Case 5: You Get More of What You Pay Attention To

'The Appreciative Self' begins with the assumption that whatever we want more of already exists, if only in tiny quantities. We begin by believing in and looking for the best in people and organizations. We have to get over the belief that our experience is "the truth" and assume we can have a different experience by changing our mental map. Numerous managers who have learned the technique of the Appreciative Self have discovered that when they start to look for something they didn't think was there, they start to see it. The more attention they pay to it, the more of it they get.

Here's a dramatic story about the impact of how being appreciative created partnership.

Tim, the consultant, flew in for his usual monthly two-day plant visit and as usual was met at the airport by Ken, the operations manager. Tim had been working at the plant for six months and was credited with having helped create a lot of positive change in work relationships, which was paying off in productivity and quality improvements. Ken, however, met Tim at the airport with a tale of doom and gloom. Two weeks ago the replacement for the regional vice-president, who was physically based at this plant, took up his new position. The new RVP, Eric, had a reputation throughout the company as ruthless, demanding, aggressive, manipulative, and very hard to work for. But as a plant manager in another region he had gotten results in more than one operation, and that had led to this promotion. Tim's clear leadership style seemed the complete opposite of Eric's style, and Ken thought that Eric would quickly pull the plug on Tim's consultancy. As they drove back to the plant Ken regaled Tim with stories of Eric's abusive behaviour since his arrival. Things sounded very bad indeed. Tim decided to try to keep an open mind.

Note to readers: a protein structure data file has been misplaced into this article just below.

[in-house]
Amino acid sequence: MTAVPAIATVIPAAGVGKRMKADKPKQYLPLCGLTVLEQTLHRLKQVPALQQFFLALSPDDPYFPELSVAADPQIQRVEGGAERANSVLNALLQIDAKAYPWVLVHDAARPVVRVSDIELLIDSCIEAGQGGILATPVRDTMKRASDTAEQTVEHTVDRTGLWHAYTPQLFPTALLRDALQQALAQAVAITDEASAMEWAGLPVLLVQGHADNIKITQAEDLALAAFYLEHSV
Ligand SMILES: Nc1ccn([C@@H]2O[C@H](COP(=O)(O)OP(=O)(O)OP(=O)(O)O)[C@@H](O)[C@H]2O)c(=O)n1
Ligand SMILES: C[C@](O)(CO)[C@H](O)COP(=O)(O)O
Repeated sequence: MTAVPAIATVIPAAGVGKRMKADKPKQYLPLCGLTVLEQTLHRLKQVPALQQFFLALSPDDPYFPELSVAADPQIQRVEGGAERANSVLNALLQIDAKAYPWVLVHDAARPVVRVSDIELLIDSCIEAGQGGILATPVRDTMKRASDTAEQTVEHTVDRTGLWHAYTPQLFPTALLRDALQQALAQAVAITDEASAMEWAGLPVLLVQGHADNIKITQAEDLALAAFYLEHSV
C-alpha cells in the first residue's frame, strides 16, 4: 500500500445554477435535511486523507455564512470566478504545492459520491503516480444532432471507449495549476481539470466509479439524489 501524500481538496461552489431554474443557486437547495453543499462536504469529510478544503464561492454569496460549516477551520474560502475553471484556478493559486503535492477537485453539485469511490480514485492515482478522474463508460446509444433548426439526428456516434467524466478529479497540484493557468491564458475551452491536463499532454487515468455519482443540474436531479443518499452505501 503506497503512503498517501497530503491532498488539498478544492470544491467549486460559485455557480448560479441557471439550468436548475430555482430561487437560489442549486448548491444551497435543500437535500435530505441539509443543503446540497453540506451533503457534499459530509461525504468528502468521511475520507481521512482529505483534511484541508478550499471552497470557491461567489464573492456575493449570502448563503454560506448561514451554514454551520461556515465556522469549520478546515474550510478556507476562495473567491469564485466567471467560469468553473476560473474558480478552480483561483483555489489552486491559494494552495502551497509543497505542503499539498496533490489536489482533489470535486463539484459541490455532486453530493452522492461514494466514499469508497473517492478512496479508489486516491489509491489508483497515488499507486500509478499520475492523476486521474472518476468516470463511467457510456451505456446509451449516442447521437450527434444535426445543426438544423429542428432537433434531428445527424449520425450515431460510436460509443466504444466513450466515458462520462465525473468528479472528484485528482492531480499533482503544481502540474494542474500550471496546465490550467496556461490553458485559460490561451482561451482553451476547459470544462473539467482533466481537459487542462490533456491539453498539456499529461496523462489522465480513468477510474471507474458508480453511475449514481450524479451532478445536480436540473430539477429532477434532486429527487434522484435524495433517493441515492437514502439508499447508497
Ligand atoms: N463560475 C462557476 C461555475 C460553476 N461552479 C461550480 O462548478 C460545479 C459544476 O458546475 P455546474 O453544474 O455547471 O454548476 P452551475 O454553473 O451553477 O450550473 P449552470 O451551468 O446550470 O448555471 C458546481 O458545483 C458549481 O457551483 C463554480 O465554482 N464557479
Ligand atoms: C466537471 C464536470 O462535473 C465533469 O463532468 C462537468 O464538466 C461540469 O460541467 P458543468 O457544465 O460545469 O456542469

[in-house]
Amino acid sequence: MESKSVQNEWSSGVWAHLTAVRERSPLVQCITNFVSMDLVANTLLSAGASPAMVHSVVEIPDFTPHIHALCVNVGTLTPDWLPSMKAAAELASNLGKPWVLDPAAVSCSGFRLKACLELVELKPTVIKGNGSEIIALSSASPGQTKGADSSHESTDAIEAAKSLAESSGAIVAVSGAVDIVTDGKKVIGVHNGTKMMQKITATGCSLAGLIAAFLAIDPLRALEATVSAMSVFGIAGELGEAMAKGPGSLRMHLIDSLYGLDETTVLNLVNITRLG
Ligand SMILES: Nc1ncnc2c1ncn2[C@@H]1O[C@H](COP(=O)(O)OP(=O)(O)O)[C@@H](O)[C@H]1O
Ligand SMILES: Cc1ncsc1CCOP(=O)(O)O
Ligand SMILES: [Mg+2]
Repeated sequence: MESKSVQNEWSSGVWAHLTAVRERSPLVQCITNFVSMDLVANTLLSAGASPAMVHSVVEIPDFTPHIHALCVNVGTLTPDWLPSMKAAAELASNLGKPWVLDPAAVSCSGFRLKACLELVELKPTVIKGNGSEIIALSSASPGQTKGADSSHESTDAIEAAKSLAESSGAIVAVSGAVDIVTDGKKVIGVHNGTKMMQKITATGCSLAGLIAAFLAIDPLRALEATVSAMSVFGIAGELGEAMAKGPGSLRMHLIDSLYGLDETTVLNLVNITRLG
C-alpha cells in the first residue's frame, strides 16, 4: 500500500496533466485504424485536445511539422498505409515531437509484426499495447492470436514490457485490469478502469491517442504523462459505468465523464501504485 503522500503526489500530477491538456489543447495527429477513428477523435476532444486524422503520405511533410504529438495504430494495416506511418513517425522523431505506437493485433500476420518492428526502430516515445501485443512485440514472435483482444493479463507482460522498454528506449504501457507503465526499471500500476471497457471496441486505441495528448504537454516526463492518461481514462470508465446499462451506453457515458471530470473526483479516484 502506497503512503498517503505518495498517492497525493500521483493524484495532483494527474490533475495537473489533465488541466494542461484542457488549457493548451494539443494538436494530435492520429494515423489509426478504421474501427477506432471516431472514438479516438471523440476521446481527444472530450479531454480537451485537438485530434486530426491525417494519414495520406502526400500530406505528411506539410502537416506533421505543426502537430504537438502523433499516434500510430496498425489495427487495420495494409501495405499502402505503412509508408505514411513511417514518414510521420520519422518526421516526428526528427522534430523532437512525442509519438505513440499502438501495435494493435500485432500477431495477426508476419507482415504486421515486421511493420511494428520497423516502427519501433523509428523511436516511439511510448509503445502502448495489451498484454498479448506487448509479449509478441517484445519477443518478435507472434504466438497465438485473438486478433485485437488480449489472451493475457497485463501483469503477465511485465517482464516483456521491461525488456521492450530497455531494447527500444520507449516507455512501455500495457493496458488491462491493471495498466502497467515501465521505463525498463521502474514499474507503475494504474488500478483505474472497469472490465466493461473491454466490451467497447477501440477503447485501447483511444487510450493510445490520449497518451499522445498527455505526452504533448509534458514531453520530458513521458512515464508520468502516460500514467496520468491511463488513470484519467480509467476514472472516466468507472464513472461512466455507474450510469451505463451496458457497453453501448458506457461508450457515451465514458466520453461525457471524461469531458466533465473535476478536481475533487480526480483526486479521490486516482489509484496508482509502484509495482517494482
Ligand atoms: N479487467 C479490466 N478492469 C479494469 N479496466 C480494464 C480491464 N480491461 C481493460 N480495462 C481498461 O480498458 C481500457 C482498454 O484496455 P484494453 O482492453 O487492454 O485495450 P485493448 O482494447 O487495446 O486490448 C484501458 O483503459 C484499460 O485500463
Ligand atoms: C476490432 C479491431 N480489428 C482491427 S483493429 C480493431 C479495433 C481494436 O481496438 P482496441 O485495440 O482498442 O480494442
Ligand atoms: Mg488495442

Once Tim arrived at the plant a number of people came up to him to talk about their despair over the changes since Eric had arrived. At 10 that morning the usual management meeting took place, but the atmosphere was even worse than it had been when Tim first started working there. Sure enough, Eric was bossy, sarcastic, and demeaning. People were completely closed down and no truth-telling was going on. Tim decided that he would not be able to do anything for them if he got caught up in their sense of helplessness and doom. Instead, he began tracking the part of Eric that wanted to be a wise, compassionate, and loved leader. He looked and looked, and noticed at one point in the meeting that Eric offered some good ideas about how to deal with a personnel problem. At a break Tim mentioned how wise and compassionate that idea was. Over the next two days Tim was in the presence of Eric a few more times, and each time he ignored everything else about Eric and just paid attention to the part of him that wanted to be loved as a leader. Whenever he saw Eric do something that had the slightest wisdom or compassion he said something about it.

During lunch of the second day Eric sent a message to Tim that he wanted to see him before he left for the day. Everyone, including Tim, assumed that Tim was going to be given the pink slip and that would be the end of that. When Tim went to see Eric, however, something quite different happened. Eric almost broke down as he described to Tim his realization that he had gotten where he was by being ruthless, demanding, and aggressive, but that he was at a management level now where those characteristics would not be effective and that he was scared and didn't know what to do. He asked Tim to help him, and the work went on from there.

If Tim had paid attention to what he didn't like in Eric's behaviour he would have quickly been shown the door. Using an appreciative mindset and tracking the best parts of Eric allowed that part of Eric to recognize an ally-someone who saw what others weren't seeing-and created enough trust in him to confide his doubts and fears to Tim. Let's face it, who are you going to go to for help and advice? Someone who sees the worst in you or someone who sees the best in you? The Appreciative Self creates partnership by tracking the best in people and fanning it when you see it.

Learn the skills of being an Appreciative Self in Innervate's Clear Leadership course.

learn more - next steps

When you dream, do not be realistic and fit your dream to what exists and is possible. Fit your dream to what should exist, and should be possible.

- June Callwood

 contact | 416.698.3600 

 ©  , Innervate